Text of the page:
Comparison of Standards

 

National Standards for Music Education
  1. Singing, alone and with others, a varied repertoire of music.
  2. Performing on instruments, alone and with others, a varied repertoire of music.
  3. Improvising melodies, variations, and accompaniments.
  4. Composing and arranging music within specified guidelines.
  5. Reading and notating music.
  6. Listening to, analyzing and describing music.
  7. Evaluating music and music performances.
  8. Understanding relationships between music, the other arts, and disciplines outside the arts.
  9. Understanding music in relation to history and culture.
Ward Method in Relation to the National Standards for Music Education
As it stands, the Ward Method is admirably suited to meeting the needs of virtually all the National Standards for Music Education:
  • From the beginning students are required to sing alone and with others (Standard 1), learning how to match pitch and sing in various scales and modes.
  • Through a variety of creative activities the students learn to improvise melodies and variations (Standard 3).
  • From first grade, students learn how to compose and arrange music within the guidelines specified by the Method (Standard 4).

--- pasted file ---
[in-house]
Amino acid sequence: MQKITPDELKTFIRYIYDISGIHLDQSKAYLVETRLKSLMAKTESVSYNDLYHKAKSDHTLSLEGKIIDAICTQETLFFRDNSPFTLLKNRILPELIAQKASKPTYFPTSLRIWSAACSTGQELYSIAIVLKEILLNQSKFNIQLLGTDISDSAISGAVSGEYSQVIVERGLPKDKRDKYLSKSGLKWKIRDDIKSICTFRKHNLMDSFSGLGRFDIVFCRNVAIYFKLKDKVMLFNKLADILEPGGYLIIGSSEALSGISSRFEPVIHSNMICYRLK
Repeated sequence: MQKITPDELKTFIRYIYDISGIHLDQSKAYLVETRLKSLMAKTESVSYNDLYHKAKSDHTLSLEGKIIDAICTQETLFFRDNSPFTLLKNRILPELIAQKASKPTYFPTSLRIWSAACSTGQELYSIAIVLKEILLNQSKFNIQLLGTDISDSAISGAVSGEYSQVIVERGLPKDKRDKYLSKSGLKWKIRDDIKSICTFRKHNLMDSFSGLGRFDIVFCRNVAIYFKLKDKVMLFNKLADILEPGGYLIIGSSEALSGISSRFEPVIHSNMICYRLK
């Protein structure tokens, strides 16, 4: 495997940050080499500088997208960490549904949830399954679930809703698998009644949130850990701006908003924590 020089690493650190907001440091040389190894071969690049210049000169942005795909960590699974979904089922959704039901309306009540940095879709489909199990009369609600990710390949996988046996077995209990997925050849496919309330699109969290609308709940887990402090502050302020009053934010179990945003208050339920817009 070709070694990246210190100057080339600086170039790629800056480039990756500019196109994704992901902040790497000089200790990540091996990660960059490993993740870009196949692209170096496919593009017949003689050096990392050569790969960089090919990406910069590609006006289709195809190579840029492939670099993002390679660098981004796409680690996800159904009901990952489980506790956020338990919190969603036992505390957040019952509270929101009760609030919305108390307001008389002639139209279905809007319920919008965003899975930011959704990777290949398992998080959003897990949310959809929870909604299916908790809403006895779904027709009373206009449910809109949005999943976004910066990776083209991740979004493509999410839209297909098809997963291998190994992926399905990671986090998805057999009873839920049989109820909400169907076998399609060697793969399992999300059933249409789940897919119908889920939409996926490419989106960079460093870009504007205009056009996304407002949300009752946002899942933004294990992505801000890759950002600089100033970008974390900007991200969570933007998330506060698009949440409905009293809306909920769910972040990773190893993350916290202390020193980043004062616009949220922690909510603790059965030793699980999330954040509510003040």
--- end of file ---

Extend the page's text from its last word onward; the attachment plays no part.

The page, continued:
• At every level of the Ward Method, students are taught to sight-read music, first using number notation and solfège, then do clef, then treble and bass clef (Standard 5). A number of in-class and homework exercises teach the students to notate and visibly express the rhythmic movement of melodies.
  • In higher grades the students learn to use specific musical terminology to describe their compositions and those of others (Standard 6).
  • Using stated guidelines, the students also learn how to evaluate each other’s music (why one melody may be more expressive than another) and how the music is performed (Standard 7).
  • With only minor adjustments (e.g.. adding use of rhythm sticks) the Method can be used to teach percussion during rhythm exercises, whilst the simple melodies learned in early grades constitute a varied and easy repertoire for recorder and other instruments (Standard 2).
  • Concepts of melody, rhythm, arsis and thesis developed in the Ward Method can be applied to all forms of music, dance, movement etc. (Standard 8).
  • Singing a repertoire which ranges from Gregorian chant, simple folk songs, a Bach chorale to modern liturgical music allows students to understand music in relation to history and culture (Standard 9).